Combined Joint Interagency Task Force-435
|Brigadier General Mark S. Martins|
By JTF 435
Brigadier General Martins assumed command of the newly established Rule of Law Field Force-Afghanistan on 1 September 2010. During the previous year, he served as the first Commander of Joint Task Force 435 and then as its first Deputy Commander upon Senate Confirmation of Vice Admiral Robert Harward. In these roles, Brigadier General Martins led the effort to reform United States detention operations in Afghanistan. Immediately prior to his deployment to Afghanistan, Brigadier General Martins co-led the interagency Detention Policy Task Force created by the President in January 2009.
Commissioned in the infantry after graduating first in his class from the United States Military Academy in 1983, Brigadier General Martins served as a platoon leader and brigade staff officer in the 82d Airborne Division. He then became a judge advocate through the Army’s Funded Legal Education Program. He has since served in a variety of assignments as an Army lawyer: Chief of Administrative Law, Chief of Legal Assistance, Operational Law Attorney, Trial Counsel, and Senior Trial Counsel at the 101st Airborne Division (Air Assault) and Fort Campbell; Instructor of International and Operational Law and Deputy Director of the Center for Law and Military Operations in Charlottesville, Virginia; Deputy Staff Judge Advocate for the 1st Infantry Division in Wuerzburg, Germany with duty in Kosovo as Chief of Staff of USKFOR and later Legal Advisor to Commanding General, Task Force Falcon; Deputy Staff Judge Advocate for XVIII Airborne Corps and Fort Bragg; Staff Judge Advocate for 1st Armored Division in Germany and Iraq; Deputy Legal Counsel to the Chairman of the Joint Chiefs of Staff in Washington, D.C., with duty in Baghdad as counsel to Multinational Security Transition Command-Iraq; and Staff Judge Advocate for Multi-National Force-Iraq.
Brigadier General Martins is a Rhodes Scholar (Balliol College, P.P.E., 1st Class Honours, 1985) and a graduate of Harvard Law School (magna cum laude, 1990). He holds an L.L.M. in Military Law and a Masters Degree in National Security Strategy, having attended the Infantry and Judge Advocate Officer Basic courses, the Judge Advocate Graduate course, the Combined Arms and Services Staff School, the Command and General Staff College, and the National War College. He has published widely in professional journals.
His awards include the Defense Superior Service Medal, the Legion of Merit, the Bronze Star (two awards), and the Meritorious Service Medal (multiple awards). He is authorized to wear the Ranger Tab, Pathfinder Badge, Expert Infantryman Badge, Senior Parachutist Badge, and Air Assault Badge.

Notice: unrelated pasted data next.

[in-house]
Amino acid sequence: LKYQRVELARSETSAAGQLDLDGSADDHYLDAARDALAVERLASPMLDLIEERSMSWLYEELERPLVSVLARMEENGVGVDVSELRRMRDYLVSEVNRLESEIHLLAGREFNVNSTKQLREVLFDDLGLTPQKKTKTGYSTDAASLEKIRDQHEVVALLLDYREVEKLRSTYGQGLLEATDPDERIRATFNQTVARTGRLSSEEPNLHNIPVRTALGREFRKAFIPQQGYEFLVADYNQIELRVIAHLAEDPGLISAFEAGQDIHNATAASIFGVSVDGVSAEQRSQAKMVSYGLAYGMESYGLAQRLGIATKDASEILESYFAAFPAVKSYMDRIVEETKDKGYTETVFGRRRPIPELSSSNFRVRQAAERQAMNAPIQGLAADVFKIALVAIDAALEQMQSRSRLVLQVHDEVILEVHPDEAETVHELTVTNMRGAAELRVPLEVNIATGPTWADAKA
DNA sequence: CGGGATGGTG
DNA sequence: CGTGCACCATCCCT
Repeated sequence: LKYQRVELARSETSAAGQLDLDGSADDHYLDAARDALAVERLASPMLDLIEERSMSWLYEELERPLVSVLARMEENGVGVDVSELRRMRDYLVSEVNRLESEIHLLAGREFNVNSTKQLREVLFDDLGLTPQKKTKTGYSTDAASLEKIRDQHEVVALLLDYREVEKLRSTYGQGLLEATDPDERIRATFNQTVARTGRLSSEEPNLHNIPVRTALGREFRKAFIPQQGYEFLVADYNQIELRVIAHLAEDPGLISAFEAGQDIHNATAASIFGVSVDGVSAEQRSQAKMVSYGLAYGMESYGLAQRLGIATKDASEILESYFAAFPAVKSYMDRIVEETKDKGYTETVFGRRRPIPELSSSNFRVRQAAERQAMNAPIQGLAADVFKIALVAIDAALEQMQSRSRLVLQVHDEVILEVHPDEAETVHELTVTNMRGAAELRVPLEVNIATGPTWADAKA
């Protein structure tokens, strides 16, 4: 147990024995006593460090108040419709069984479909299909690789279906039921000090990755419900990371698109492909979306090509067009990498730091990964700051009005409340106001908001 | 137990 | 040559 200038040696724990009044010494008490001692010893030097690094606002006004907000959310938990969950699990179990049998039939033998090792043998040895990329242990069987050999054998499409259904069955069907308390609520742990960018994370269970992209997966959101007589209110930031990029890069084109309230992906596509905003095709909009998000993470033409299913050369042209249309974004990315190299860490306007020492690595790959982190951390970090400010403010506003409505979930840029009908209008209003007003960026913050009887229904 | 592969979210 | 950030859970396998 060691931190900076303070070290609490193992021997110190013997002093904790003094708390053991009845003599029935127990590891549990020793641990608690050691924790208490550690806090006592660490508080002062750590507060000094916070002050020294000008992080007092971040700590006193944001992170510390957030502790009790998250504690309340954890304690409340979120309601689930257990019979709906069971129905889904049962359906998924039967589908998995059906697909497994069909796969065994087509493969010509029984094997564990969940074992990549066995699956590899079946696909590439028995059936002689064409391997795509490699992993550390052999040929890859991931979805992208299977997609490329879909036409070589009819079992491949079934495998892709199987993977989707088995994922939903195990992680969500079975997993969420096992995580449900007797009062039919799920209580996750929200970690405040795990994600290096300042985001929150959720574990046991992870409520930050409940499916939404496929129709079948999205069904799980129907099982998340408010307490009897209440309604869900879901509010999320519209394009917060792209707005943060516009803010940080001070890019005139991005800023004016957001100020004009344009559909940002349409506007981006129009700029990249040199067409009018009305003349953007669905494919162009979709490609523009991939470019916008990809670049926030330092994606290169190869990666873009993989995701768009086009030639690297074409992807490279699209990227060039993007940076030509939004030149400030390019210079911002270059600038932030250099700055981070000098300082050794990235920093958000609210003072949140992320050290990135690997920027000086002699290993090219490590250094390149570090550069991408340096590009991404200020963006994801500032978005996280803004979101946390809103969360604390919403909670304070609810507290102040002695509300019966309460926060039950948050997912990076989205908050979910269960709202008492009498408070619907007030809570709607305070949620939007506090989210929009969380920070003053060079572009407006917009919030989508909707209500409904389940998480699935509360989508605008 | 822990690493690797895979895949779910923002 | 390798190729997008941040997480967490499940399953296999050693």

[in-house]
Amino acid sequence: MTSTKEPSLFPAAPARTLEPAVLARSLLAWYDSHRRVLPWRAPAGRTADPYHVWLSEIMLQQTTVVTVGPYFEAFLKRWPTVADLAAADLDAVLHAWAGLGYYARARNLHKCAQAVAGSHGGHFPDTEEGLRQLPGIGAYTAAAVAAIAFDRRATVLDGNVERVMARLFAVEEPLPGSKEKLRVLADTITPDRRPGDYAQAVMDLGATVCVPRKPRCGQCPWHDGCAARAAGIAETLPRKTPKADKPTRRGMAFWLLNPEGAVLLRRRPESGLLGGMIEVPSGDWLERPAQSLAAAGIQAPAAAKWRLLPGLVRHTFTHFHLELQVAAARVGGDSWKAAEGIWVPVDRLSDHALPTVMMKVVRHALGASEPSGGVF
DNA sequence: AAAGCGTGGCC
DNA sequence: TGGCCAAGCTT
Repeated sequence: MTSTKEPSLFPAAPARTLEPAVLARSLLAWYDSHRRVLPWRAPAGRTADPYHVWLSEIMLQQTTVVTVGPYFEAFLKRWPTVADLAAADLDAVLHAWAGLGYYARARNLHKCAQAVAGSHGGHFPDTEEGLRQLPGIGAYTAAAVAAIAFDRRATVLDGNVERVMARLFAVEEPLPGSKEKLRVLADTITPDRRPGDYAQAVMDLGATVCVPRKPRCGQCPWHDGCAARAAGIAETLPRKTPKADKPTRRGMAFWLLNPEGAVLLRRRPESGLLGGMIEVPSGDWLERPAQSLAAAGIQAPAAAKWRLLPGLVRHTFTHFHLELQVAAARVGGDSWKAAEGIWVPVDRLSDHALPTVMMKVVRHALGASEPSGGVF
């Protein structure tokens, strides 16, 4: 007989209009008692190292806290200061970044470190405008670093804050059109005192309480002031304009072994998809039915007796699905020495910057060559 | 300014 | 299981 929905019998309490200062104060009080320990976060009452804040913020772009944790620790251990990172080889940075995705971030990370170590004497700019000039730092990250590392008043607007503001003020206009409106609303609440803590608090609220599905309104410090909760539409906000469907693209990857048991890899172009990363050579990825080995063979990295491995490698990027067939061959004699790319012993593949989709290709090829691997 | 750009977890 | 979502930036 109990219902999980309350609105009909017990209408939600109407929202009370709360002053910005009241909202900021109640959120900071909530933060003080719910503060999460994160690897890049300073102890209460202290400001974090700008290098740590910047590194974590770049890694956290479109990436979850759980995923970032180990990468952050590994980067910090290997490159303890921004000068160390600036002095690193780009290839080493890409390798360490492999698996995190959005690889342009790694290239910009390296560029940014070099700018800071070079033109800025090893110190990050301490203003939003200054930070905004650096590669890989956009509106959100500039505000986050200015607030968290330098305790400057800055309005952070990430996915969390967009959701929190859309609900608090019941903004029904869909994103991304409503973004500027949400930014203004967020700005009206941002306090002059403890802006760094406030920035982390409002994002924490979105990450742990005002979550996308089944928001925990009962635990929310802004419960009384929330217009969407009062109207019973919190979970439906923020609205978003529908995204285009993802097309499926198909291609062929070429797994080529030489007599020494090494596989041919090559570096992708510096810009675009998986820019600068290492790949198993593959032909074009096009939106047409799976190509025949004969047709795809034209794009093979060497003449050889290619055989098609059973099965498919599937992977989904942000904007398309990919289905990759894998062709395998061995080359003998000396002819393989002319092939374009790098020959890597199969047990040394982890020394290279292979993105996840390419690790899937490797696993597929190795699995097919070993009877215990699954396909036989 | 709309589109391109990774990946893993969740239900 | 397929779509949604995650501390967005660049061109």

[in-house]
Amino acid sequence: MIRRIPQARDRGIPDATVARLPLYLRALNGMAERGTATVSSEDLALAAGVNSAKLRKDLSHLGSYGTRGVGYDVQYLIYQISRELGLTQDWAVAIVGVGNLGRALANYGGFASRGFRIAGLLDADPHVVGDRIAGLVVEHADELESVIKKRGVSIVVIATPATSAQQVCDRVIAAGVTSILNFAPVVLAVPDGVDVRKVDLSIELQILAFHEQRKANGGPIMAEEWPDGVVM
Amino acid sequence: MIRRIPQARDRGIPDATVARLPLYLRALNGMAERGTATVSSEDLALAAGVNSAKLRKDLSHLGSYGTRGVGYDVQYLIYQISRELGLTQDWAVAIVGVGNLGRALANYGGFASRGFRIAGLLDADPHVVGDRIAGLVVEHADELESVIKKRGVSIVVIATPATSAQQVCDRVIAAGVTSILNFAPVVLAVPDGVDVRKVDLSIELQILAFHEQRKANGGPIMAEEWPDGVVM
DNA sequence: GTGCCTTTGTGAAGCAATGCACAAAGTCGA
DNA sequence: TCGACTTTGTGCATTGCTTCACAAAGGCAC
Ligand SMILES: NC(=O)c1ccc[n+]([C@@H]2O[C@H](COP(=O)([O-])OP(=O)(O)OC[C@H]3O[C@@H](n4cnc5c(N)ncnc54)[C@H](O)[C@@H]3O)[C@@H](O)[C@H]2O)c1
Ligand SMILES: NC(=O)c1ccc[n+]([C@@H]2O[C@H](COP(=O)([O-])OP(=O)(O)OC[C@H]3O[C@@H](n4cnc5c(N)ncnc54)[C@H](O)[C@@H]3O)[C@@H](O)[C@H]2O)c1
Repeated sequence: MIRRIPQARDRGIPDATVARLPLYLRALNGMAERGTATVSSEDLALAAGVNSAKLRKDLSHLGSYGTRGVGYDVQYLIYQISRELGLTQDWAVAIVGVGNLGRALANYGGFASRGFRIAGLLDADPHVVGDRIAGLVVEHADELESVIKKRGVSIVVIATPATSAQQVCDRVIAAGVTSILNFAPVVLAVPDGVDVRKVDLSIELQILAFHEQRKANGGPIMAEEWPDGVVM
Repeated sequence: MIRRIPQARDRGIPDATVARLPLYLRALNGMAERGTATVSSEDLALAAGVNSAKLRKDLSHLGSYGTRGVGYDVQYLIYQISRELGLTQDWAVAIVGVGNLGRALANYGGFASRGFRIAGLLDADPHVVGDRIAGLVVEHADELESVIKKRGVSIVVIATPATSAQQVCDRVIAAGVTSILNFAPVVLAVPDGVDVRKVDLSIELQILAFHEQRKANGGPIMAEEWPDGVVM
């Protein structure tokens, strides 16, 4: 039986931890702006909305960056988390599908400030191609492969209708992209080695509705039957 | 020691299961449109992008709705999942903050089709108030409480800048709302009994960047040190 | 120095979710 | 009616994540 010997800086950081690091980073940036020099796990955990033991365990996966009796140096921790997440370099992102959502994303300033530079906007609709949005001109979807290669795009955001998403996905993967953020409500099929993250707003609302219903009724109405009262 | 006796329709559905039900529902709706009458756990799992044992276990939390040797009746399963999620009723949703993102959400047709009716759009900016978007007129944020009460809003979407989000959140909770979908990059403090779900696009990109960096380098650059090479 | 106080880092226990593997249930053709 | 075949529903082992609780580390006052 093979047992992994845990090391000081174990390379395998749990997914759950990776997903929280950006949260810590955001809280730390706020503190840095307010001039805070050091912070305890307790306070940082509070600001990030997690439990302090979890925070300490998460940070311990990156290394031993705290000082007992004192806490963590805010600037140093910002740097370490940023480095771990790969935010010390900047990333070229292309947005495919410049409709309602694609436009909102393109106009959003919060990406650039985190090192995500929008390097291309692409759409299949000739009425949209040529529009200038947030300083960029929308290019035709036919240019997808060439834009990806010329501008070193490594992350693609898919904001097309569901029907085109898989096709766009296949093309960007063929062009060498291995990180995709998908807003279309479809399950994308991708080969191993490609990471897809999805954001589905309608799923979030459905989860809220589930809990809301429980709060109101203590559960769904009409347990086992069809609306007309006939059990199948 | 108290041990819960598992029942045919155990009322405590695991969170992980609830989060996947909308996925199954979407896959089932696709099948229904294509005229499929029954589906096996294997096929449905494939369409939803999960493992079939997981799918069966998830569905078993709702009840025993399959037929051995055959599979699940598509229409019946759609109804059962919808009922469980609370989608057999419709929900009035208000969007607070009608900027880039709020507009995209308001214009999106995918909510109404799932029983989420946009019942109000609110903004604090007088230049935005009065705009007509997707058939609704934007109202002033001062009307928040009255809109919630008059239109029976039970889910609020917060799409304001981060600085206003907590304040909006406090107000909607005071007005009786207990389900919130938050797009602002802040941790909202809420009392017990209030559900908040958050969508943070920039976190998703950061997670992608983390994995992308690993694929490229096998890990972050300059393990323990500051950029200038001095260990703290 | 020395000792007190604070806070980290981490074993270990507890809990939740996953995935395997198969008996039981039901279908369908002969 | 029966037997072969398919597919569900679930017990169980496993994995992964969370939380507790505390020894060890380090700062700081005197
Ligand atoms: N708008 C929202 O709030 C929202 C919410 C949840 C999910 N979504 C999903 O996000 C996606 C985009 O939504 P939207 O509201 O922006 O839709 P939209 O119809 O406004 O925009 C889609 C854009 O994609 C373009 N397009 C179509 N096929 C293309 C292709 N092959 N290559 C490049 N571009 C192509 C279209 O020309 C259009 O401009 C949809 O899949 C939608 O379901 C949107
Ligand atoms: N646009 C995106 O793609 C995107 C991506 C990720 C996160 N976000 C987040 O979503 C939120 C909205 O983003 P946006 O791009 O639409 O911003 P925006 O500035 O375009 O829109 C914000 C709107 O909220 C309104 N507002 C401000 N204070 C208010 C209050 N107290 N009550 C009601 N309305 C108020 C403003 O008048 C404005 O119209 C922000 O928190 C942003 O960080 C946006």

Brigadier General Martins is married and has two children.
Partial List of Publications:
Paying Tribute to Reason: Judgments on Terror, Lessons for Security in Four Trials Since 9/11, Washington, D.C.: Sentinel, 2d Ed., 2008.
“Rules of Engagement for Land Forces: A Matter of Training, Not Lawyering,” Military Law Review 143 (1994): 1-160.
“’War Crimes’ During Operations Other Than War: Military Doctrine and Law 50 Years After Nuremberg and Beyond,” Military Law Review 149 (1995): 199-227.
“National Forums for Punishing Offenses Against International Law: Might U.S. Soldiers Have Their Day in the Same Court?,” Virginia Journal of International Law 36 (1996): 659-686.
“Deadly Force Is Authorized, But Also Trained,” Army Lawyer, September 2001, 1-16.
“Fee as the Wind Blows: Waivers of Attorney’s Fees in Individual Civil Rights Actions Since Evans v. Jeff. D.,” Harvard Law Review 102 (1989): 1278-1299.
“Habeas Corpus—Collateral Attack on State Criminal Convictions: Teague v. Lane,” Harvard Law Review 103 (1989): 290-300.
“No Small Change of Soldiering: The Commander’s Emergency Response Program in Iraq and Afghanistan,” Army Lawyer, February 2004, 1-20.
Law and Military Operations in Haiti, 1994-95, Charlottesville, VA: Center for Law and Military Operations, 1995.
Detention Facility in Parwan Province, Afghanistan
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